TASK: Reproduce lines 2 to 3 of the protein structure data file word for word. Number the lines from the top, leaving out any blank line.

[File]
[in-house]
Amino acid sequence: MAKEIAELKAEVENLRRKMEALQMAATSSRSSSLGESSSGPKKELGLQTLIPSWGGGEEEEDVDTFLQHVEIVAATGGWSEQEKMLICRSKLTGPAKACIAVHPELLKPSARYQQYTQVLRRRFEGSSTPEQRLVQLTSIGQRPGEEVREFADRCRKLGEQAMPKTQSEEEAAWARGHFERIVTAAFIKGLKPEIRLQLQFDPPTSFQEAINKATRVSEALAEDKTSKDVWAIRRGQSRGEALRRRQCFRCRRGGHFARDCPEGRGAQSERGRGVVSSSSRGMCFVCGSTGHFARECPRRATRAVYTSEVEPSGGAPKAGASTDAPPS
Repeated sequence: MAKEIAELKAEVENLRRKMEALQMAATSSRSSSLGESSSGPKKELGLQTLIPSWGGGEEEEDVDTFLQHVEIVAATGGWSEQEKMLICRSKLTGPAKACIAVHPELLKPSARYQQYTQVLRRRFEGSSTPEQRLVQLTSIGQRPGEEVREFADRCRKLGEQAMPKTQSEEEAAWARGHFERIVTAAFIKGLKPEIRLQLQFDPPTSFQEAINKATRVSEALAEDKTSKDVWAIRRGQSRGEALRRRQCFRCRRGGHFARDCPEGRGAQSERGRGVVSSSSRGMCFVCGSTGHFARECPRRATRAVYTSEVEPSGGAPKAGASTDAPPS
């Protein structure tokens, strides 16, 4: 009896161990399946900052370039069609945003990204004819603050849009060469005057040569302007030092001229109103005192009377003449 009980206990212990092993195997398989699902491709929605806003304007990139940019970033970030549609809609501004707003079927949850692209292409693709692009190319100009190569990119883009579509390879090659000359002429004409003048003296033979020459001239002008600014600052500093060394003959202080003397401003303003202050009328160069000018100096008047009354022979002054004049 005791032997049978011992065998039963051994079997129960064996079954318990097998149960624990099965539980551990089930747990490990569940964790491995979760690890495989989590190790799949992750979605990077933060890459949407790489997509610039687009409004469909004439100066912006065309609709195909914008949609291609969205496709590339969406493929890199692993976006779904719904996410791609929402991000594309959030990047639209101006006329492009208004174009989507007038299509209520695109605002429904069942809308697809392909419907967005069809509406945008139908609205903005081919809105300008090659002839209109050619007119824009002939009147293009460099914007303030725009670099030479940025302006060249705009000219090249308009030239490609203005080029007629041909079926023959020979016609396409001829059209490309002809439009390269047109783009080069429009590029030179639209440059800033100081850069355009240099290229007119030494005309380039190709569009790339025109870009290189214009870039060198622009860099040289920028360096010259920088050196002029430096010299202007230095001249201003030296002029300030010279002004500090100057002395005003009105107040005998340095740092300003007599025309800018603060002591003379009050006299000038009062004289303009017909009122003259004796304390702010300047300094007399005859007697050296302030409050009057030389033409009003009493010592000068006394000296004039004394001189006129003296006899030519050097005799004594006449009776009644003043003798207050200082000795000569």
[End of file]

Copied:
Amino acid sequence: MAKEIAELKAEVENLRRKMEALQMAATSSRSSSLGESSSGPKKELGLQTLIPSWGGGEEEEDVDTFLQHVEIVAATGGWSEQEKMLICRSKLTGPAKACIAVHPELLKPSARYQQYTQVLRRRFEGSSTPEQRLVQLTSIGQRPGEEVREFADRCRKLGEQAMPKTQSEEEAAWARGHFERIVTAAFIKGLKPEIRLQLQFDPPTSFQEAINKATRVSEALAEDKTSKDVWAIRRGQSRGEALRRRQCFRCRRGGHFARDCPEGRGAQSERGRGVVSSSSRGMCFVCGSTGHFARECPRRATRAVYTSEVEPSGGAPKAGASTDAPPS
Repeated sequence: MAKEIAELKAEVENLRRKMEALQMAATSSRSSSLGESSSGPKKELGLQTLIPSWGGGEEEEDVDTFLQHVEIVAATGGWSEQEKMLICRSKLTGPAKACIAVHPELLKPSARYQQYTQVLRRRFEGSSTPEQRLVQLTSIGQRPGEEVREFADRCRKLGEQAMPKTQSEEEAAWARGHFERIVTAAFIKGLKPEIRLQLQFDPPTSFQEAINKATRVSEALAEDKTSKDVWAIRRGQSRGEALRRRQCFRCRRGGHFARDCPEGRGAQSERGRGVVSSSSRGMCFVCGSTGHFARECPRRATRAVYTSEVEPSGGAPKAGASTDAPPS